Thursday, August 20, 2009

Major Problems at California's Public Pension Fund, CalPERS And: A Mandy Rice-Davies Moment!

One of these days I'll have to tell the story of how CalPERS got to this point. It is an ugly tale. For now we'll just post the slow motion train wreck.
On a positive note: Mandy Rice-Davies* moment ahead!
From Economic Policy Journal:
How bad?

It would require up to a 50% payroll tax to pay for pension commietments.

Ron Seeling, the CalPERS chief actuary, said at a confrence in Sacramento:
I don't want to sugarcoat anything. We are facing decades without significant turnarounds in assets, decades of -- what I, my personal words,nobody else's -- unsustainable pension costs of between 25 percentof pay for a miscellaneous plan and 40 to 50 percent of pay for asafety plan (police and firefighters) ... unsustainable pensioncosts. We've got to find some other solutions.
"I actually think it is sustainable," said Terry Brennand of the Service Employees International Union. He said the basic problem is investment losses, not high benefit levels.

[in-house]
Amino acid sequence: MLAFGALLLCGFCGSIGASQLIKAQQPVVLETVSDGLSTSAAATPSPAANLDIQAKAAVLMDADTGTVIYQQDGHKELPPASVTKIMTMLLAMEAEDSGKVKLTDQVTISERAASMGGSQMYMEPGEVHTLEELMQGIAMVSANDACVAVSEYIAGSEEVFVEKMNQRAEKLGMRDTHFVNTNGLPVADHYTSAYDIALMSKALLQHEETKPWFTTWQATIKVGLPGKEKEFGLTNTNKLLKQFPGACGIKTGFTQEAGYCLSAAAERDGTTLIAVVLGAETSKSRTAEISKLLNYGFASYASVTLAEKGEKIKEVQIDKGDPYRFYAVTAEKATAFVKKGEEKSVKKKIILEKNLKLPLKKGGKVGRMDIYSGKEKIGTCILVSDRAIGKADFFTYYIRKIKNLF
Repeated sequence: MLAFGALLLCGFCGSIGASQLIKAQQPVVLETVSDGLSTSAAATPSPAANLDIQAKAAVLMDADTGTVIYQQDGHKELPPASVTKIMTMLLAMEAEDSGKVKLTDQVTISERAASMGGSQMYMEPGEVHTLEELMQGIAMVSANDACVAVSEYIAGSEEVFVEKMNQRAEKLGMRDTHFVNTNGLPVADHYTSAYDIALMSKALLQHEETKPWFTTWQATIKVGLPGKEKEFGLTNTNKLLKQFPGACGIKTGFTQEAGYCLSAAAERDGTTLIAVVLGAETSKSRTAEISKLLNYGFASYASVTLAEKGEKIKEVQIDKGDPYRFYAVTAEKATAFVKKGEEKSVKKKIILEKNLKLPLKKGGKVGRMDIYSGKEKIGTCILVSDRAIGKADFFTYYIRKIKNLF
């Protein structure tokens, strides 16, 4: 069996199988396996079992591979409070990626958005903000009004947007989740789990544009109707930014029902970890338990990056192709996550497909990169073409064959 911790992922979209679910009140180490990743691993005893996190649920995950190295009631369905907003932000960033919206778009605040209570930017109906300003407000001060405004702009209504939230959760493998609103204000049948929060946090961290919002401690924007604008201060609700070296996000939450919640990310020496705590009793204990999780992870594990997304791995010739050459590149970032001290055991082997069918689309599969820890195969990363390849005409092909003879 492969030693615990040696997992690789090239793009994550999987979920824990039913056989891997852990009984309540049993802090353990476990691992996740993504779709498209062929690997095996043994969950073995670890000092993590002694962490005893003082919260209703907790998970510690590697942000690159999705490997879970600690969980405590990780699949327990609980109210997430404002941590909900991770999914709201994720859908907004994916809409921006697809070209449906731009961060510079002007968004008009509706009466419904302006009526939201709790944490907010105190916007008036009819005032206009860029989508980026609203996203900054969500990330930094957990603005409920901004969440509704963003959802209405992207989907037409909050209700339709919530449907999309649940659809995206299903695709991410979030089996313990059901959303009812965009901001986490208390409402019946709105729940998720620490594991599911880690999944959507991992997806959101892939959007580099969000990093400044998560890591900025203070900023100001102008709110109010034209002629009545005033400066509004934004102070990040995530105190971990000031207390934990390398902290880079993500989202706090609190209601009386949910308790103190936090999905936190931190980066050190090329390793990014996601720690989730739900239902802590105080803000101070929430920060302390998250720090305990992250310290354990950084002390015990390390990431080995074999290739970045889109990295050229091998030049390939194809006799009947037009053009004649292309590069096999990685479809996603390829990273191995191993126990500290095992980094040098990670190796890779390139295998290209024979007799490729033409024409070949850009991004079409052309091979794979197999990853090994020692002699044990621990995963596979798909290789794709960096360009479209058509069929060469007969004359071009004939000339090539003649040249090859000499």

Is there a Federal bailout in the future?
*"Well he would, wouldn't he?"

We first heard from Mandy in October 2007. Since then she visits the blog to point out any self-serving comment that strikes her as especially bald-faced:

*Mandy was a whore with a minor role in the Profumo scandal of 1963.
Here's how Wikipedia tells the story:

...Rice-Davies came to London , where she met Christine Keeler and a well-connected osteopath Stephen Ward. As a result of her involvement in Ward's social set, she became intimate with many powerful people, including the then Viscount Astor. She never in fact met John Profumo, whose brief relationship with Keeler, with whom Rice-Davies shared a flat, was at the centre of the affair that caused him to resign from the government in June 1963. Rice-Davies had been one of the mistresses of notorious slum landlord Peter Rachman who had owned the flat she shared with Keeler.

"He would, wouldn't he?"

While giving evidence at the trial of Stephen Ward, Rice-Davies made the quip for which she is most remembered and which is frequently used by politicians in Britain[2]. When the prosecuting counsel pointed out that Lord Astor denied having an affair or having even met her, she replied,
"Well, he would, wouldn't he?"
  1. ^ This quote later became a common saying in British politics, often altered to "He would say that, wouldn't he?" Examples follow in these links: